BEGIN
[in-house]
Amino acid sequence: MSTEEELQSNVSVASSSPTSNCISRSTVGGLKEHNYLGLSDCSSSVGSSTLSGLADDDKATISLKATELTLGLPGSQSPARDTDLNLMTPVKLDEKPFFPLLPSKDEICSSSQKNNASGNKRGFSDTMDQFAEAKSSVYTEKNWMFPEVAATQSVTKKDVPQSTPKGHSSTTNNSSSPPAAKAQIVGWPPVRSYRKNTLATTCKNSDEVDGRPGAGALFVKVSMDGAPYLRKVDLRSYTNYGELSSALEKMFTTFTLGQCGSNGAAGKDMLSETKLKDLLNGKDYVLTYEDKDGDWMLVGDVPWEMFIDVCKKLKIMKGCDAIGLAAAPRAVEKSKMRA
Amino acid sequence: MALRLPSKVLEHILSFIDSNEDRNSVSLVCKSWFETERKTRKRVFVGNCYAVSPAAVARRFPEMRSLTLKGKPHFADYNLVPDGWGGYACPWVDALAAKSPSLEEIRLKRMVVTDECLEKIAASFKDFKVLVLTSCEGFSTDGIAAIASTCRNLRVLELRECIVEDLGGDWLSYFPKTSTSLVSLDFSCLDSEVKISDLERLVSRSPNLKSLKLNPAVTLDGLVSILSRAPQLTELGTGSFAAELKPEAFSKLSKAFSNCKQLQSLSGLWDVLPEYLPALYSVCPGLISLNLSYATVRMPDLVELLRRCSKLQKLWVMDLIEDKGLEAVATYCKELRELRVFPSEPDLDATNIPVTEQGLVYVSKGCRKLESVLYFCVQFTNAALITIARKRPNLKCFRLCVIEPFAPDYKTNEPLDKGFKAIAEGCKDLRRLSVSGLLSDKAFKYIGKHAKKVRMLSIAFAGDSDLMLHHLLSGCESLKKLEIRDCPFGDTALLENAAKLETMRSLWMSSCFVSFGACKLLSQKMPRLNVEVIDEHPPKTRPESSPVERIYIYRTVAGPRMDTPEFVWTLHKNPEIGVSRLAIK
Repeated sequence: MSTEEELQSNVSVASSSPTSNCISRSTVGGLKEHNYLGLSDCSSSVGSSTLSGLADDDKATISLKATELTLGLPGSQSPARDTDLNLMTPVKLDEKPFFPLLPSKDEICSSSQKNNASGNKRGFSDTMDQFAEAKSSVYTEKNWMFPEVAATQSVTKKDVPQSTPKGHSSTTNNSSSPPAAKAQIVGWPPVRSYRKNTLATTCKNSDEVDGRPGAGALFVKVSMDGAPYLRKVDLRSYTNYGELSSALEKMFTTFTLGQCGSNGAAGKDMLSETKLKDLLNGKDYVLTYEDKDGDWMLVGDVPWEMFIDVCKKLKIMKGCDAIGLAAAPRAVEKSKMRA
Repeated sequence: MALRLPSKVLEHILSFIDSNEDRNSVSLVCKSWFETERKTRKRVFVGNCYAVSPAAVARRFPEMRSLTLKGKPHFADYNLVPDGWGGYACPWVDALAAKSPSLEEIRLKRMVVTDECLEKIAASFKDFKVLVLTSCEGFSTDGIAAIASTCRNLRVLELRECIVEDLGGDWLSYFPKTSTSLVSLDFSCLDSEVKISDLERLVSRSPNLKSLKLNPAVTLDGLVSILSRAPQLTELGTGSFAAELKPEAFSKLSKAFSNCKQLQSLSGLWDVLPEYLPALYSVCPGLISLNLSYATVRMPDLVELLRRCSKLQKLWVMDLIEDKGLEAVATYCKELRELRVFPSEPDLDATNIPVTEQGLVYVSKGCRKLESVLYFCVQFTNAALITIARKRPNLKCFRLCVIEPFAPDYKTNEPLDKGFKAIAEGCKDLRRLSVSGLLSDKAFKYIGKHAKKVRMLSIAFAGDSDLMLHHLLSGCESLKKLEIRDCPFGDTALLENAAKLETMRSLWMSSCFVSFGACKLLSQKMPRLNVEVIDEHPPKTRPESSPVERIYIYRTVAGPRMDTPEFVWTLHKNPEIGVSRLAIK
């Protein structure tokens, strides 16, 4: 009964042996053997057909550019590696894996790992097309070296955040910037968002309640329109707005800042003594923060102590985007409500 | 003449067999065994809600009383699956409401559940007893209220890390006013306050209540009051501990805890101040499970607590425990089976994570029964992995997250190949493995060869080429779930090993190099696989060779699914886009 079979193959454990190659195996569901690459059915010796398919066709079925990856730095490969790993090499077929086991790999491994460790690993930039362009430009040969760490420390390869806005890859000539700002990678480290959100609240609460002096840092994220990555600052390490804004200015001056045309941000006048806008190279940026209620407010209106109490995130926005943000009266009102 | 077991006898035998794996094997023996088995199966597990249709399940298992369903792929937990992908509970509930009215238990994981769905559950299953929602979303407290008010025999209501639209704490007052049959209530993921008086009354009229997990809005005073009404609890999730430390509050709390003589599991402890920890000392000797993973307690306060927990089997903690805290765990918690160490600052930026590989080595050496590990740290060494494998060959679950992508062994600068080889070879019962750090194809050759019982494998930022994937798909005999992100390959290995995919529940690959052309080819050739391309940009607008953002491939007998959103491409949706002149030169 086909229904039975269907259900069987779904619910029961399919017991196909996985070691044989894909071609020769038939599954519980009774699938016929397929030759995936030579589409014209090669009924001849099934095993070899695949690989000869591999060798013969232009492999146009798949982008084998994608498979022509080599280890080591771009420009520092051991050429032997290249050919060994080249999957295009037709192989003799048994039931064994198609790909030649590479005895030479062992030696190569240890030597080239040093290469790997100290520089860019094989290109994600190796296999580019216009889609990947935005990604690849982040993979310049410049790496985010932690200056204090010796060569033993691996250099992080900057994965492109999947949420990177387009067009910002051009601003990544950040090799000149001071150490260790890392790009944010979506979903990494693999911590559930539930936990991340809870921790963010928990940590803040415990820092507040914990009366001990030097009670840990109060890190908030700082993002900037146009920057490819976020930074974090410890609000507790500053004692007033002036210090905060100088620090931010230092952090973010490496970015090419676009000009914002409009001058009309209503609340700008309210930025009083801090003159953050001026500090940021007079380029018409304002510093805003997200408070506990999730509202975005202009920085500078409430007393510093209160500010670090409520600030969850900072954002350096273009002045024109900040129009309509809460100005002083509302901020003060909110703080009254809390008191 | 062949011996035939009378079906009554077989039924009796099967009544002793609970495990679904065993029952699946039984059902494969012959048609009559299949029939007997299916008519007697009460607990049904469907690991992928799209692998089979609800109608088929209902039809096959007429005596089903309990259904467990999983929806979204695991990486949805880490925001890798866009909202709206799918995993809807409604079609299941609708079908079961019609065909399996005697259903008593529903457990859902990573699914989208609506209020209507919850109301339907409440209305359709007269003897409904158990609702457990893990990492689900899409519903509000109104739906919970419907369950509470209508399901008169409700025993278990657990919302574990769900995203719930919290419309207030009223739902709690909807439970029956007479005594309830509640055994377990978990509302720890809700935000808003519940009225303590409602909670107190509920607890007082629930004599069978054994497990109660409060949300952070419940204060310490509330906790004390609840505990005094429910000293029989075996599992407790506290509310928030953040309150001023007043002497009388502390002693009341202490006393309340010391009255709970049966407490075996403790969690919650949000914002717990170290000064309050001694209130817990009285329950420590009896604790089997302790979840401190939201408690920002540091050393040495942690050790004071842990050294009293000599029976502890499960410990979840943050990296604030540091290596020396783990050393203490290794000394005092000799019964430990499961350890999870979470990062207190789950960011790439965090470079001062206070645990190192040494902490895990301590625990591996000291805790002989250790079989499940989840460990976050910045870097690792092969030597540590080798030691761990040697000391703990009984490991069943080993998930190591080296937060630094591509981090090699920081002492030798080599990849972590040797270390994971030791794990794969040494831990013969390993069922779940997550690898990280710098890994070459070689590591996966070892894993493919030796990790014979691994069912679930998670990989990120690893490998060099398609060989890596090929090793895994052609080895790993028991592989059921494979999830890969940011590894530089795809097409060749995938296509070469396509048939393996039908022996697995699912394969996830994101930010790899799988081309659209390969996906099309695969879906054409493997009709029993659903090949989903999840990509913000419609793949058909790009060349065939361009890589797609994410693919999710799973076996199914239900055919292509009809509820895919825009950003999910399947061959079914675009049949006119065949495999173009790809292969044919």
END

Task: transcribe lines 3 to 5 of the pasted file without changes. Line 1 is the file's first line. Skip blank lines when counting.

Amino acid sequence: MALRLPSKVLEHILSFIDSNEDRNSVSLVCKSWFETERKTRKRVFVGNCYAVSPAAVARRFPEMRSLTLKGKPHFADYNLVPDGWGGYACPWVDALAAKSPSLEEIRLKRMVVTDECLEKIAASFKDFKVLVLTSCEGFSTDGIAAIASTCRNLRVLELRECIVEDLGGDWLSYFPKTSTSLVSLDFSCLDSEVKISDLERLVSRSPNLKSLKLNPAVTLDGLVSILSRAPQLTELGTGSFAAELKPEAFSKLSKAFSNCKQLQSLSGLWDVLPEYLPALYSVCPGLISLNLSYATVRMPDLVELLRRCSKLQKLWVMDLIEDKGLEAVATYCKELRELRVFPSEPDLDATNIPVTEQGLVYVSKGCRKLESVLYFCVQFTNAALITIARKRPNLKCFRLCVIEPFAPDYKTNEPLDKGFKAIAEGCKDLRRLSVSGLLSDKAFKYIGKHAKKVRMLSIAFAGDSDLMLHHLLSGCESLKKLEIRDCPFGDTALLENAAKLETMRSLWMSSCFVSFGACKLLSQKMPRLNVEVIDEHPPKTRPESSPVERIYIYRTVAGPRMDTPEFVWTLHKNPEIGVSRLAIK
Repeated sequence: MSTEEELQSNVSVASSSPTSNCISRSTVGGLKEHNYLGLSDCSSSVGSSTLSGLADDDKATISLKATELTLGLPGSQSPARDTDLNLMTPVKLDEKPFFPLLPSKDEICSSSQKNNASGNKRGFSDTMDQFAEAKSSVYTEKNWMFPEVAATQSVTKKDVPQSTPKGHSSTTNNSSSPPAAKAQIVGWPPVRSYRKNTLATTCKNSDEVDGRPGAGALFVKVSMDGAPYLRKVDLRSYTNYGELSSALEKMFTTFTLGQCGSNGAAGKDMLSETKLKDLLNGKDYVLTYEDKDGDWMLVGDVPWEMFIDVCKKLKIMKGCDAIGLAAAPRAVEKSKMRA
Repeated sequence: MALRLPSKVLEHILSFIDSNEDRNSVSLVCKSWFETERKTRKRVFVGNCYAVSPAAVARRFPEMRSLTLKGKPHFADYNLVPDGWGGYACPWVDALAAKSPSLEEIRLKRMVVTDECLEKIAASFKDFKVLVLTSCEGFSTDGIAAIASTCRNLRVLELRECIVEDLGGDWLSYFPKTSTSLVSLDFSCLDSEVKISDLERLVSRSPNLKSLKLNPAVTLDGLVSILSRAPQLTELGTGSFAAELKPEAFSKLSKAFSNCKQLQSLSGLWDVLPEYLPALYSVCPGLISLNLSYATVRMPDLVELLRRCSKLQKLWVMDLIEDKGLEAVATYCKELRELRVFPSEPDLDATNIPVTEQGLVYVSKGCRKLESVLYFCVQFTNAALITIARKRPNLKCFRLCVIEPFAPDYKTNEPLDKGFKAIAEGCKDLRRLSVSGLLSDKAFKYIGKHAKKVRMLSIAFAGDSDLMLHHLLSGCESLKKLEIRDCPFGDTALLENAAKLETMRSLWMSSCFVSFGACKLLSQKMPRLNVEVIDEHPPKTRPESSPVERIYIYRTVAGPRMDTPEFVWTLHKNPEIGVSRLAIK